The fourth Thursday in April is recognized as the annual, “Take Our Daughters and Sons to Work Day.” It is an outgrowth of a program that began in 1993 with parents and their daughters, expanded to include sons in 1993, and given its current name a few years later. Ostensibly, it is an opportunity for working parents to introduce their children to the workplace and understand what their parents do. The deeper lessons are to build the child’s self-esteem, seeing how adults may work together in a variety of ethnically and culturally diverse situations. The program is enormously popular and successful.
The other week, I was able to experience my own version. My daughter was completing a two-week internship within the pediatrics department of the hospital where I teach my dermatology residents. This amazing program, for which she applied for and was selected, allows graduating high school students the unique opportunity to shadow pediatricians in the in-patient and out-patient settings, rotating through the different specialties such as cardiology, neonatology, and radiology. Many of the past participants have acknowledged this experience as the key motivator for them to pursue a career in medicine and the health care industry. My daughter, likewise, enthusiastically embraced the experience and now intends to pursue a career in medicine.
As a physician and her father, I was elated to share this decision with her. As we shared this special moment, she asked me, “Will I be able to see you at the hospital?”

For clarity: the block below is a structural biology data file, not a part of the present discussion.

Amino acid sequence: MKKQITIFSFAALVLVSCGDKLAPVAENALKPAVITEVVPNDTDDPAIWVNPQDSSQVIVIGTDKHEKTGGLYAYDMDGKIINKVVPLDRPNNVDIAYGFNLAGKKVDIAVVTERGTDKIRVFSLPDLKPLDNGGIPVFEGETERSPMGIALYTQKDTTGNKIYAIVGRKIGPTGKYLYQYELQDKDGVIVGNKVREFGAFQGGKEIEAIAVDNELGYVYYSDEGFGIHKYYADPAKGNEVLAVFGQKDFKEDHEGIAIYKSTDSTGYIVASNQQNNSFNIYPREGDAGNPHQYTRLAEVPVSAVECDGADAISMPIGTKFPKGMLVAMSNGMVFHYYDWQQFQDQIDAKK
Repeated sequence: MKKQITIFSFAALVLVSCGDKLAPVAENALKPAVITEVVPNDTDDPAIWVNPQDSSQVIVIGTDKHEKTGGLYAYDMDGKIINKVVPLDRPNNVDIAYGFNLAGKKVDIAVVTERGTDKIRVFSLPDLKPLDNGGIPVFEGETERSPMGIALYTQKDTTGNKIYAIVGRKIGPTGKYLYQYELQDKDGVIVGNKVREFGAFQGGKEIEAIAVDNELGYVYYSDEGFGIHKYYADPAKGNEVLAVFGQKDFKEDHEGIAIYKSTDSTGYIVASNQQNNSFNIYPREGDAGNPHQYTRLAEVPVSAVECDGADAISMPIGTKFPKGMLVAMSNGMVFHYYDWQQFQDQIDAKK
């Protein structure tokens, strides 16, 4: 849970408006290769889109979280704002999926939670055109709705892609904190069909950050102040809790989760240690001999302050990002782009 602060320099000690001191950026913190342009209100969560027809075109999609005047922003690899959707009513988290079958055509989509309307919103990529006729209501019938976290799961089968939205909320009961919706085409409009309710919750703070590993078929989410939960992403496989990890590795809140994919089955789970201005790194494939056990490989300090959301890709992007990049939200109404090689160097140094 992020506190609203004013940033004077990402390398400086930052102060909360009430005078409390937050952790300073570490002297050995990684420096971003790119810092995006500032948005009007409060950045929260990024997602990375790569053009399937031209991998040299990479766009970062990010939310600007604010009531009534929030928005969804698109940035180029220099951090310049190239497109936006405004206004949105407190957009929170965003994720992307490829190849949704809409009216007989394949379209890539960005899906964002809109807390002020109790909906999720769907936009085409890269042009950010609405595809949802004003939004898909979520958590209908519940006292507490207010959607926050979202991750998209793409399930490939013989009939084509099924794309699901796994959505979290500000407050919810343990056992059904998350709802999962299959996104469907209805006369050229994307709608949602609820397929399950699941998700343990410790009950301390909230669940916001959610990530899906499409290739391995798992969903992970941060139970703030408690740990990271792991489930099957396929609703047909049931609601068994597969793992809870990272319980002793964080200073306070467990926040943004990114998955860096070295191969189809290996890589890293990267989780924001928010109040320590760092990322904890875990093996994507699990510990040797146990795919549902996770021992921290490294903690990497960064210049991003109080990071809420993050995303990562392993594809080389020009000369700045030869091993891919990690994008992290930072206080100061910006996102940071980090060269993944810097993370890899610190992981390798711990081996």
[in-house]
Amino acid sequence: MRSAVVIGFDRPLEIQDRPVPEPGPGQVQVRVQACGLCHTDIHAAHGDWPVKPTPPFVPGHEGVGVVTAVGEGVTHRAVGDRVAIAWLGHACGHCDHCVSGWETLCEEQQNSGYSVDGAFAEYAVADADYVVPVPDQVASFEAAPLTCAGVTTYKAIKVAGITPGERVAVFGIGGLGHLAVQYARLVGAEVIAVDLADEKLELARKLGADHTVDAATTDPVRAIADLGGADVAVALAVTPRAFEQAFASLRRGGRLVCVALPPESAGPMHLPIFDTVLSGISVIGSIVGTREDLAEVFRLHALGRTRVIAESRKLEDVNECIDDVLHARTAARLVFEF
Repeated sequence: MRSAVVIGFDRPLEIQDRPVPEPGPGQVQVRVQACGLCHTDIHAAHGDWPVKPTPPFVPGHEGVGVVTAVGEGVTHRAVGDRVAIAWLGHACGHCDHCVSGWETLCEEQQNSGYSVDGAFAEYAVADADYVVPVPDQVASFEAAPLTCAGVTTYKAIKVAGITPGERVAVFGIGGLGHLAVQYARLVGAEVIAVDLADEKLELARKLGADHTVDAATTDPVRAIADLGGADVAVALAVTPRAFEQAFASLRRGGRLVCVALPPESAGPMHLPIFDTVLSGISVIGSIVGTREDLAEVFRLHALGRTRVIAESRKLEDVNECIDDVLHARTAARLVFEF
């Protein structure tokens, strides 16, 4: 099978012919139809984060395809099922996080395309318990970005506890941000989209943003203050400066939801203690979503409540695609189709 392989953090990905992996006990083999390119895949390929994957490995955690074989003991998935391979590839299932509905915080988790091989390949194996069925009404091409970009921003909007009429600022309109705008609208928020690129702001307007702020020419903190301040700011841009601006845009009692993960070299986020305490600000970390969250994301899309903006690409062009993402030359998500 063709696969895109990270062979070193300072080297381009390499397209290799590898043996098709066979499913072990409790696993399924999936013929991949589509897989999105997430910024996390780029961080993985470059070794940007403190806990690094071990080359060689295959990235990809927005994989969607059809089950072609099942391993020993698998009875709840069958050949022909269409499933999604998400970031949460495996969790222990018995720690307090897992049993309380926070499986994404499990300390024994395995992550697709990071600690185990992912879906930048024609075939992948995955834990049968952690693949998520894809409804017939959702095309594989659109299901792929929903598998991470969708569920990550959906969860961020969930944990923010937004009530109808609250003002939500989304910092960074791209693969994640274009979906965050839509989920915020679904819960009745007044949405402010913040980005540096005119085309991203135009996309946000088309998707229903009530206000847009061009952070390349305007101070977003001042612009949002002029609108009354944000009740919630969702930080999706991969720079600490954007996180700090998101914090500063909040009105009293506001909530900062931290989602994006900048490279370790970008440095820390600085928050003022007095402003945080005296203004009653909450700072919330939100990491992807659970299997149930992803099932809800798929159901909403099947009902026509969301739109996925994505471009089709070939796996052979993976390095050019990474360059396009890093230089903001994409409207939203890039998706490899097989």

I frowned. “Unfortunately, I won’t be teaching during the weeks you are there.”
“But…” quickly cutting her off, “Let me see what I can do.”
After communicating with the chief medical resident in dermatology, we were able to change my lecture schedule and move it up to the following week, when my daughter was still at the hospital. Elated, I informed my daughter there was a change in my teaching schedule and she was welcome to come to my lecture and meet my dermatology residents.
The following week, my daughter arrived in the conference room, appearing very professional with her white medical coat embroidered with the “Dept. of Pediatrics”. I introduced her and for twenty minutes, she listened to my lecture and spent some time looking at microscope slides at the 11-headed microscope. Finally, she quietly motioned to me and I looked up and said, ”You have to go to the hospital?” She quickly nodded, not wishing to disturb the conference. “All right, have fun.” As she rose to depart, all of my residents sang out a collective “Goodbye” and “Good luck!”
As my daughter left our conference room, I looked up from the microscope and beamed to my dermatology residents. I was not their professor. I was a proud father. “I hope all of you will someday get to experience what I just did. This was a very special moment for me.” Neither I nor my wife ever pushed a career of medicine or any other pathway upon my daughter. We always told her to put God first in everything she does and He will guide her path to the career that He has prepared for her to enter. To see her discover the same joy of serving God through medicine, that I and my wife have experienced, is a long-standing prayer answered, eighteen years later!
Continue steadfastly in prayer, being watchful in it with thanksgiving.
Colossians 4:2 (ESV)
Our meeting did not occur on the predetermined national day, but if it were possible, I wish that every day could be a “Take Your Child To Work Day”. It was a proud day for me as my daughter joined me in my workplace but what my residents did not realize that I was even prouder that God was answering my prayers for my daughter’s life. My heart was leaping with joy at that moment as my soul was humbled by the grace and mercy of God.
Love and trust the Lord; seek His will in your life.